No more RFID tags!

A new "interoperability" standard is sweeping across the electric-car charging landscape in the U.S.

After reaching the largest ChargePoint network last month, Hubject's Plug&Charge is now coming to Greenlots chargers, the companies announced last week. 

The technology will rely on a new standard, ISO 15118, that will store drivers' payment and account data in the car and automatically communicate it to the charging station as soon as the driver plugs in his or her car so that it can start charging in a single step. 

READ MORE: One-step Plug&Charge coming to (Electrify) America

Not all electric cars can currently work with the standard, but most of the new models coming out now will be able to.

The technology is being promoted by Hubject, a European collaboration between German automakers, charging-station manufacturer Siemens, and European charging network Innogy, and is now spreading to North American networks. Eventual goals include allowing drivers to charge easily at chargers from any network as well as to see all available electric-car chargers in all network apps.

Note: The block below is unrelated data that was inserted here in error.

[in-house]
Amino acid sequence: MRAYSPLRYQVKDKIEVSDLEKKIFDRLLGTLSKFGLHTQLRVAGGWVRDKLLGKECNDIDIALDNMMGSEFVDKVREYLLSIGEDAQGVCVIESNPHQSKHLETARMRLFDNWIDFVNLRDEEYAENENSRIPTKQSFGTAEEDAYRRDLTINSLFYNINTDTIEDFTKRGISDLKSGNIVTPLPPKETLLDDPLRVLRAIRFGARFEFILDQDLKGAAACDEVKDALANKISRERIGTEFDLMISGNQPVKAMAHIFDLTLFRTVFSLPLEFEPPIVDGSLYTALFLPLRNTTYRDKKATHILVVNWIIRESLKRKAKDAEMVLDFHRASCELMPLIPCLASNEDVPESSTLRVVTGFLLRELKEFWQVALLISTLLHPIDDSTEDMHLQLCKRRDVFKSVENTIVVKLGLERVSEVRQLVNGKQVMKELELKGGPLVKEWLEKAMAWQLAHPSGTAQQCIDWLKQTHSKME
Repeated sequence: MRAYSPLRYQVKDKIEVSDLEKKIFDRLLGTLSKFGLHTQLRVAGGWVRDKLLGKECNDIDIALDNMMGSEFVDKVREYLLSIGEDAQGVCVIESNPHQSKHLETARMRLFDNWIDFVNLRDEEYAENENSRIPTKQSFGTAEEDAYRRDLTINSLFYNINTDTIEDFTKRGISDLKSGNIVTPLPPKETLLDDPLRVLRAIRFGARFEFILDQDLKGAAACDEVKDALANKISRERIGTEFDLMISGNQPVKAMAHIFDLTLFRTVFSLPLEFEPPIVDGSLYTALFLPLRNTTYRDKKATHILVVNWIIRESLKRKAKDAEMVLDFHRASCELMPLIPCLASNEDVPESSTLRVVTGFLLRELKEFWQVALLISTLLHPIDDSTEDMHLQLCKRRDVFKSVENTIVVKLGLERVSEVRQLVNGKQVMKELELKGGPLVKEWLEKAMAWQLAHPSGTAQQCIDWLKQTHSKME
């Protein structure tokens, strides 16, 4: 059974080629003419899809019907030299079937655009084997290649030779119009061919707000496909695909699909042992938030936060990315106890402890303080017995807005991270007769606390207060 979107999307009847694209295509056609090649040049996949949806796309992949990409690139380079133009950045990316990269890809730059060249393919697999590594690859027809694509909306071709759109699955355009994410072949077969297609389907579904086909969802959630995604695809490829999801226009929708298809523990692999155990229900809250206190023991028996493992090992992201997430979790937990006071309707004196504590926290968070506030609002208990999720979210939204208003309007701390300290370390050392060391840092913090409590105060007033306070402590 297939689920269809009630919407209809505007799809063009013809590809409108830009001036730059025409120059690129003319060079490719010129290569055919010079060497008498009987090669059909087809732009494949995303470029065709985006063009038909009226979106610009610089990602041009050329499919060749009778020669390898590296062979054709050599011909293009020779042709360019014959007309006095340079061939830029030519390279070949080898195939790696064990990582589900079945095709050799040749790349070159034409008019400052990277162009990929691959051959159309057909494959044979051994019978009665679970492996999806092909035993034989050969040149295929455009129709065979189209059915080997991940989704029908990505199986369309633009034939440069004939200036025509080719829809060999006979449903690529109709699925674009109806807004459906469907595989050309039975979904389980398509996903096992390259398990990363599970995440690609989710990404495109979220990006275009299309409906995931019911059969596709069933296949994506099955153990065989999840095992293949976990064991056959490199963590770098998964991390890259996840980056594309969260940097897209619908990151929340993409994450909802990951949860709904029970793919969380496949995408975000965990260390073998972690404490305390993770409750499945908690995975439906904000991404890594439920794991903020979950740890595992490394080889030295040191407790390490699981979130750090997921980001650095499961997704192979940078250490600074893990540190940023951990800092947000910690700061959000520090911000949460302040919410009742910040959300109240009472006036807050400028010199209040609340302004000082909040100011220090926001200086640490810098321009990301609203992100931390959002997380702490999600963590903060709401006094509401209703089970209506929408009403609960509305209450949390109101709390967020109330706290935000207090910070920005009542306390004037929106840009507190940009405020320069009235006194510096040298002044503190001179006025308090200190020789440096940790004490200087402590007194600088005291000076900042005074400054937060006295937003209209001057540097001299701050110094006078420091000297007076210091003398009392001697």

The proliferation of different charging networks, with different payment systems (often each requiring their own RFID key tags), and with different procedures has been a regular source of frustration for electric-car drivers.

CHECK OUT: ChargePoint partners with Greenlots to expand access for drivers

“We’re very proud that we will be one of the first EV charging platforms in the U.S. to offer the most convenient charging experience," said Greenlots' chief technology officer Harmeet Singh, in a statement. "Making charging as simple as pumping gas is essential now that more and more drivers are switching to electric vehicles.”

Paul Glenney, North American CEO of Hubject added, “Through partnerships with industry leaders like Greenlots, we’re able to make charging more convenient than ever, a key factor in increasing EV adoption and reducing carbon emissions.”

Greenlots operates DC fast charge stations across the U.S. primarily in the Northeast and Pacific Northwest. Last month, Greenlots announced that it had been bought by Shell.